How do you prioritise your to do list?

It only takes a quick Google or Pinterest search to be completely inundated by different productivity approaches. And truthfully there are a thousand different ways you can think about your priorities.

I have a few suggestions that I’ve used with my Progress not Perfection group and my coaching clients to help them feel confident and, crucially, to make progress.

Take your to do list, and look at each category below. Mark each item with a £ (money), a ! (important), 🙂 (fun) and Q (quick), choosing no more than three things in each category.

1. Where’s the money coming from?

Take a look at your to do list and mark the items (£) that are going to bring in money directly. Things like listing a new product, invoicing the client, or sharing the discount voucher with your email list. It’s really important that we see the link between the actions we take and the money we make.

Some things might have a longer term payoff, and that’s great too. In fact, I have a whole other post coming up about long term vs short term. But for now, let me say that if you need short term income, you need to prioritise those actions first.

Sometimes this is about prioritising marketing activity. Sometimes it’s cancelling those subscriptions you don’t need, or asking for the refund on faulty goods. Sometimes it’s designing something that will sell later in the year (e.g. Christmas).

Whether you’re strapped for cash or feeling comfortable, this has to be a priority for those of us taking our businesses seriously.

2. What’s important?

Important means different things to different people, and that’s okay. This category is for any item that is important to the running of your business, whether it’s setting up your eco friendly packaging or completing your tax return. It might not be a direct revenue driver and it might not be fun, but it’s vital to YOUR business.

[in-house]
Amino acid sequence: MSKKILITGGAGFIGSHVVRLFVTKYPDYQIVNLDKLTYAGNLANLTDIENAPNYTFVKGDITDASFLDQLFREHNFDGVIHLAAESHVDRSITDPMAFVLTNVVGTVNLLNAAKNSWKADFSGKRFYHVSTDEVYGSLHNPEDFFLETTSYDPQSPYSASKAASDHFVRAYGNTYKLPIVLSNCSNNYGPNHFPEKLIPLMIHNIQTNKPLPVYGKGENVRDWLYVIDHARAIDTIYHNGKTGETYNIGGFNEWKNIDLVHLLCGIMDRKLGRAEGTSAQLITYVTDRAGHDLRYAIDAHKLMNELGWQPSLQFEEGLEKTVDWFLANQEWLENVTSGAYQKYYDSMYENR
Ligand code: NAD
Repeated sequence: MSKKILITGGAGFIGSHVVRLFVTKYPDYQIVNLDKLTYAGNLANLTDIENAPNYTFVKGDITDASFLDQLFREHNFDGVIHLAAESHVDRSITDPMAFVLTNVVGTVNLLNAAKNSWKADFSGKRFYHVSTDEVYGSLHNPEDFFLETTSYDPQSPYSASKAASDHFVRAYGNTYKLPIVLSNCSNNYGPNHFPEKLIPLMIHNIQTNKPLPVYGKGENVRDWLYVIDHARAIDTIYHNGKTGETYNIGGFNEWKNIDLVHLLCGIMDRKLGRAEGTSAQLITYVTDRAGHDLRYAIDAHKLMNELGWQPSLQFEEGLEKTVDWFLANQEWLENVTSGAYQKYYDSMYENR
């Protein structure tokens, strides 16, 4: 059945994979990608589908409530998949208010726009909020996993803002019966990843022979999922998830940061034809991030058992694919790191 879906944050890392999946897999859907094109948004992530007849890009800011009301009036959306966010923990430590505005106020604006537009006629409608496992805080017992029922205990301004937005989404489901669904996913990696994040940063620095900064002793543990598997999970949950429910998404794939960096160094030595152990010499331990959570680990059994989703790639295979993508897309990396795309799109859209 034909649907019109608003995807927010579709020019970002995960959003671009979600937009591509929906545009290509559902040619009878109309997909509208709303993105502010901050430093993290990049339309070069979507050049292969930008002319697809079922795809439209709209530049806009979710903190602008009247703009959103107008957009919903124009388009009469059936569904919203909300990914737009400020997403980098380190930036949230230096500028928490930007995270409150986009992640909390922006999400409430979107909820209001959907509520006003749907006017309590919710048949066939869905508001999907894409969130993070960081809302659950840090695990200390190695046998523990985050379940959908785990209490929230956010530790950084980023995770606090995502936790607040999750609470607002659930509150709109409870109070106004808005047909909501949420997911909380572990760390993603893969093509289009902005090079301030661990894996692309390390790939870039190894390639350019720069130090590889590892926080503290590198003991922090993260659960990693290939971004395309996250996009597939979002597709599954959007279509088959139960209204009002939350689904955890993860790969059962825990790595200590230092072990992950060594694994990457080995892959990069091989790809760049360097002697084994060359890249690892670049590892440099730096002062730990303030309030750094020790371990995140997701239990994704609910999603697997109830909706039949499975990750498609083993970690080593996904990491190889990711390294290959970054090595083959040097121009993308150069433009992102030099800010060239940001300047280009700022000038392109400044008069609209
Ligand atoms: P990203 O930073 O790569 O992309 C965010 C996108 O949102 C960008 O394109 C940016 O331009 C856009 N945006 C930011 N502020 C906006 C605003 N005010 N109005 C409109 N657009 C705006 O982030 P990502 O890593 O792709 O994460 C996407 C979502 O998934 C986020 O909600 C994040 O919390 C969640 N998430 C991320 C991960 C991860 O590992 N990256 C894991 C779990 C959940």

It could be important for you to work on new designs, or a re-brand, or a new website. Perhaps it’s about setting up a new, more efficient process for getting your orders out the door.

For me, writing a weekly blog post is important because it helps me to hone my voice, help my audience, and demonstrate my expertise.

3. What’s fun?

The more joy you experience, the more success you have, and vice versa. That’s my experience, anyway! Especially as creatives, it’s important that we feed our enjoyment of our businesses. We didn’t start them so that we could do loads of boring stressful stuff.

So highlight anything on your list that’s truly a pleasure for you to work on!

If there’s nothing fun on your list, add something. I promise you’ll start to feel better about your business when there’s something you can look forward to on there.

4. What are the quick wins?

Publish the product. Email the people. Put the thing in the mail. Reply to the commission request. Enquire about the space. Decline the invitation. Say yes to the opportunity.

Some things are quick, we just procrastinate them. What is a quick win on your to do list? If it will take less than half an hour for you to complete, add a big Q next to it.

And review your newly prioritised to do list!

Once you’ve marked up your to do list with these categories, you should have something with a bit more of a priority to it. It might not be what you thought it was, but hopefully a couple of things have started to stand out as priorities for you.

If something is going to generate revenue, and is important, that’s the place to start! If it’s fun and important, that sounds great, too. Basically, you start to weed out the things that aren’t bringing in money, aren’t important or fun, and take ages. Why do we need to prioritise those things?

This is just one model for prioritising your to do list. It’s one that certainly helps to get things in perspective.

What do you think? Does this method work for you? Or do you have your own prioritisation preferences?

If you need more help prioritising your business plans, you might like to work with me one-on-one, or sign up for my very affordable group programme, Progress not Perfection, which is only £20 per month.

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